If voters approve school bond packages in Lancaster and Forney, Texas, in the Nov. 7 elections, those districts will become the latest in the Lone Star State to begin replacing traditional hardbound textbooks with electronic versions.
The Plano and Irving, Texas, school districts have already introduced eBooks into some of their classrooms, and the Midland, Texas, school district is moving away from old-fashioned textbooks entirely, said Anita Givens of the Texas Education Agency.
“In some classrooms, teachers give students traditional textbooks to keep at home, and they use online books or other resources at school,” Givens said.
Forney schools are planning the most complete overhaul, with a school-bond package that would provide $11.8 million for laptops for students. The plan is to have most students using only electronic textbooks within two years, school officials said.
If that happens, Forney would probably be the first school district in Texas to use eBooksin every classroom from fifth grade on up, Givens said.
Forney’s planned switch has already begun with a pilot program for fifth- and sixth-graders. About 160 students have laptops that cost about $900 each, and they all use eBooks. School officials say the laptops will need to be replaced about every four years.
School officials say eBooks have several advantages over traditional textbooks. For one, they are easier to update with new information. Forney students still use a textbook that names the late Ann Richards as the Texas governor.
“One of the issues around textbooks is once they’re published, they can’t be changed, and in Texas those books are on an eight- to 10-year cycle,” said Alice Owens, the executive director of technology for the Irving school district.
The growth of student enrollments also is easier to accommodate with eBooks said Jennie Moore, a spokeswoman for Forney schools. eBooks can be uploaded to laptops quickly, instead of waiting weeks or months for a shipment of new textbooks.
A teacher in the Irving school system said teachers often have more trouble adjusting to eBooks than students.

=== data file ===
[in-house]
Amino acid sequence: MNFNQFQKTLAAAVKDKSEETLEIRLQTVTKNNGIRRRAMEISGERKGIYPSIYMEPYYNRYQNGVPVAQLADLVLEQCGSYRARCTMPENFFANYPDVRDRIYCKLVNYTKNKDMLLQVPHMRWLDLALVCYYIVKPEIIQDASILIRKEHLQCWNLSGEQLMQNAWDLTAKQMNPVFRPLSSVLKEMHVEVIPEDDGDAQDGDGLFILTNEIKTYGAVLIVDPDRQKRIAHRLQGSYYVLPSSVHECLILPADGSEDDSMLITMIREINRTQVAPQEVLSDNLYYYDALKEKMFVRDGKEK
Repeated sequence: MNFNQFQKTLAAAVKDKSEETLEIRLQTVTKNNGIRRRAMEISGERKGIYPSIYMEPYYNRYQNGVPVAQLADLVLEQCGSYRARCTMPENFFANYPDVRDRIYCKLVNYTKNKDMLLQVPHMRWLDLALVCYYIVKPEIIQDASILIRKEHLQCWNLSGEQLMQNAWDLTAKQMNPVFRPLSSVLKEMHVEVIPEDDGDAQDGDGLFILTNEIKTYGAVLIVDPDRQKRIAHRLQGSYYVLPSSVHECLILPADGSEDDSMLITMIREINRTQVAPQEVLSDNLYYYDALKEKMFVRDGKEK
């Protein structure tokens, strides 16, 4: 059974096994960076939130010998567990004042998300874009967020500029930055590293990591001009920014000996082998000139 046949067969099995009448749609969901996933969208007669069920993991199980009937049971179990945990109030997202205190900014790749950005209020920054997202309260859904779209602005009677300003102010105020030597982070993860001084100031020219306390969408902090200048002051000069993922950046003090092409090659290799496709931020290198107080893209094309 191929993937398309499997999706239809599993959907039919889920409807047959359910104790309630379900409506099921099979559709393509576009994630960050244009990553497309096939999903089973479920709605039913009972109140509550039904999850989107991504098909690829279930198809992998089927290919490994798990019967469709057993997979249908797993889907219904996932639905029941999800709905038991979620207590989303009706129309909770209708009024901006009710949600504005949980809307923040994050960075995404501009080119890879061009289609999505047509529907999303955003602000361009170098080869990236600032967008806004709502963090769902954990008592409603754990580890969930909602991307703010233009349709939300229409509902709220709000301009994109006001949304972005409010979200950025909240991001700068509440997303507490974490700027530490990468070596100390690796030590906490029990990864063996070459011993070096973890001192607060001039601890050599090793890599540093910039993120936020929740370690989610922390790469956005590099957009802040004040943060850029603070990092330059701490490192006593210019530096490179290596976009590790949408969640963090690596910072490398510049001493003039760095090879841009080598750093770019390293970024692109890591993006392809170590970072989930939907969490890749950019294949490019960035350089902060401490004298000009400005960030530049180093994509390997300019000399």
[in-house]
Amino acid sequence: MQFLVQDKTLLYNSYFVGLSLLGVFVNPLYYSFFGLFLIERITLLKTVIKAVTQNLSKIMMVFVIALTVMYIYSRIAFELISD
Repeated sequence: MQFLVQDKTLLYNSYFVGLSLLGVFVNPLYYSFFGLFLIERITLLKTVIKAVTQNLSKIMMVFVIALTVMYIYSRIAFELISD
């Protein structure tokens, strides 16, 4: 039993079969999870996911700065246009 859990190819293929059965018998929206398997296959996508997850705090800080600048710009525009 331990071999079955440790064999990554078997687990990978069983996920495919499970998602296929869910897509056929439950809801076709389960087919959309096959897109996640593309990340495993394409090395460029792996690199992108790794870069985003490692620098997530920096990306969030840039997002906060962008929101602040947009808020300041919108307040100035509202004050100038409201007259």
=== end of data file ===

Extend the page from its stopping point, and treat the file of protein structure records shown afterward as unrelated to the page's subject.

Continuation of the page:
“It’s harder for people who are right around my age and older,” said Connie Cooley, 36. “I’m computer-savvy, so I was ready for it, but those [who] aren’t are a little apprehensive.”
Texas school systems aren’t the only ones looking to eBooks as an alternative to traditional textbooks. Philadelphia’s School of the Future, designed in conjunction with software giant Microsoft Corp. (see story: http://www.eschoolnews.com/news/showStory.cfm?ArticleID=6579), recently opened without textbooks, as did a new high school in Vail, Ariz., near Tucson (see story: http://www.eschoolnews.com/news/showStory.cfm?ArticleID=5828).
Meanwhile, California is undertaking an experiment that could have ripple effects across the country: A program already under way in select elementary schools has history teachers scrapping traditional textbooks in favor of digital learning materials (see story: http://www.eschoolnews.com/news/showStory.cfm?ArticleID=6551).
Through the program, from educational publisher Pearson Scott Foresman, state educators have access to a complete digital curriculum with online books, video, assessment, and interactive learning tools. Using these materials, teachers can build a lesson, teach an entire class, or tailor activities to suit students’ individual needs.
The program is aligned with a new set of standards for digital textbooks, called SCORM (for Sharable Content Object Reference Model), that should allow the state to integrate these resources with other digital learning platforms or materials.
Officials say the emergence of SCORM could help speed the use of electronic curriculum materials in schools in other states, too (see story: http://www.eschoolnews.com/news/showStory.cfm?ArticleID=6249).
Forney Independent School District
Irving Independent School District
Texas Education Agency